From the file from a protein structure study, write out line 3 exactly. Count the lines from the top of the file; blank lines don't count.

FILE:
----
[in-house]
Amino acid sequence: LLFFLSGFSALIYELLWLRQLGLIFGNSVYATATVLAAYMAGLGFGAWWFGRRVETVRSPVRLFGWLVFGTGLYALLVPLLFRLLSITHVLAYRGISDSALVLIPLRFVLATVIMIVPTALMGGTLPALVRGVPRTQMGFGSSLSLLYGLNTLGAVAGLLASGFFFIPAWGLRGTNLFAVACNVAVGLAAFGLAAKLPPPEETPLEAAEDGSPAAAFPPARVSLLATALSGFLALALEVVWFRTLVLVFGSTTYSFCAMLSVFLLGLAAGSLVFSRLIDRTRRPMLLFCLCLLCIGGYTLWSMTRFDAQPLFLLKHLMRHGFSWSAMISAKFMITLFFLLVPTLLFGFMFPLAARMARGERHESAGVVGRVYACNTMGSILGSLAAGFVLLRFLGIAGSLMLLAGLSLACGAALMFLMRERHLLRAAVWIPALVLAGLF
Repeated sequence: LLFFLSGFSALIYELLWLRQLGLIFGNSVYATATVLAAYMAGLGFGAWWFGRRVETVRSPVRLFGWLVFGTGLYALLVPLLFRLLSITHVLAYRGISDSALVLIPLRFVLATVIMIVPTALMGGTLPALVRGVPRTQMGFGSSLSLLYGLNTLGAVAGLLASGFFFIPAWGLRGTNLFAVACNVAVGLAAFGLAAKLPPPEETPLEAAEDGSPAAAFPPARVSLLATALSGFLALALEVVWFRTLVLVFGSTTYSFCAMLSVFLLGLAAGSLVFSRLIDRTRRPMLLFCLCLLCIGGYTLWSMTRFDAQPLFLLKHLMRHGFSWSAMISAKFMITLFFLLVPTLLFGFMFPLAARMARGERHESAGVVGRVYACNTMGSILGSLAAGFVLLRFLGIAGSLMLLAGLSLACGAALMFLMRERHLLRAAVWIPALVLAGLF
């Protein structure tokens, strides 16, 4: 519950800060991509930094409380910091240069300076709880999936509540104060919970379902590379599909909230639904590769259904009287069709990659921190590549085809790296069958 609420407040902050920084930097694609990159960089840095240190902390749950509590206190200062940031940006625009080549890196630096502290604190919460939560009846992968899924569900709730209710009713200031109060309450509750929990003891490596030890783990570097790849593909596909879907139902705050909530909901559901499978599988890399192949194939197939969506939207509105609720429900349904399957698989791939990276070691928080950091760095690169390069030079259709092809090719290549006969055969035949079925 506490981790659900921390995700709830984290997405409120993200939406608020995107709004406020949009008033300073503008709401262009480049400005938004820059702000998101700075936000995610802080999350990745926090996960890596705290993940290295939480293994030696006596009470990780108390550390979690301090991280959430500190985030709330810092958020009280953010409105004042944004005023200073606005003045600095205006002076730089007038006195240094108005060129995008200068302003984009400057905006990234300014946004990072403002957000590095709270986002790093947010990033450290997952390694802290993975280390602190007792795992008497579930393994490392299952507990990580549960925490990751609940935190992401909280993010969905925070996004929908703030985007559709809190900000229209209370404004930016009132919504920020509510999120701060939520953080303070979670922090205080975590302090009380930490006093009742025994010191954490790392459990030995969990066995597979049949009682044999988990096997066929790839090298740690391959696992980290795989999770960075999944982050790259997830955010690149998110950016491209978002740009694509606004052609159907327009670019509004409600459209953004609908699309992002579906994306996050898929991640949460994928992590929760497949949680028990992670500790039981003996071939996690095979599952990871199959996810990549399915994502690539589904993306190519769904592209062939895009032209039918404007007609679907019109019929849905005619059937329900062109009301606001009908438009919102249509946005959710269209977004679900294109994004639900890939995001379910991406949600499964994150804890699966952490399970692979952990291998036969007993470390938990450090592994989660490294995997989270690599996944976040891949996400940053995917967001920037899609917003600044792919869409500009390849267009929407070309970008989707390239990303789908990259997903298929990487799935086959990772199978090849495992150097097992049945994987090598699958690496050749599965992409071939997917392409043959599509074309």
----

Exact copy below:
Repeated sequence: LLFFLSGFSALIYELLWLRQLGLIFGNSVYATATVLAAYMAGLGFGAWWFGRRVETVRSPVRLFGWLVFGTGLYALLVPLLFRLLSITHVLAYRGISDSALVLIPLRFVLATVIMIVPTALMGGTLPALVRGVPRTQMGFGSSLSLLYGLNTLGAVAGLLASGFFFIPAWGLRGTNLFAVACNVAVGLAAFGLAAKLPPPEETPLEAAEDGSPAAAFPPARVSLLATALSGFLALALEVVWFRTLVLVFGSTTYSFCAMLSVFLLGLAAGSLVFSRLIDRTRRPMLLFCLCLLCIGGYTLWSMTRFDAQPLFLLKHLMRHGFSWSAMISAKFMITLFFLLVPTLLFGFMFPLAARMARGERHESAGVVGRVYACNTMGSILGSLAAGFVLLRFLGIAGSLMLLAGLSLACGAALMFLMRERHLLRAAVWIPALVLAGLF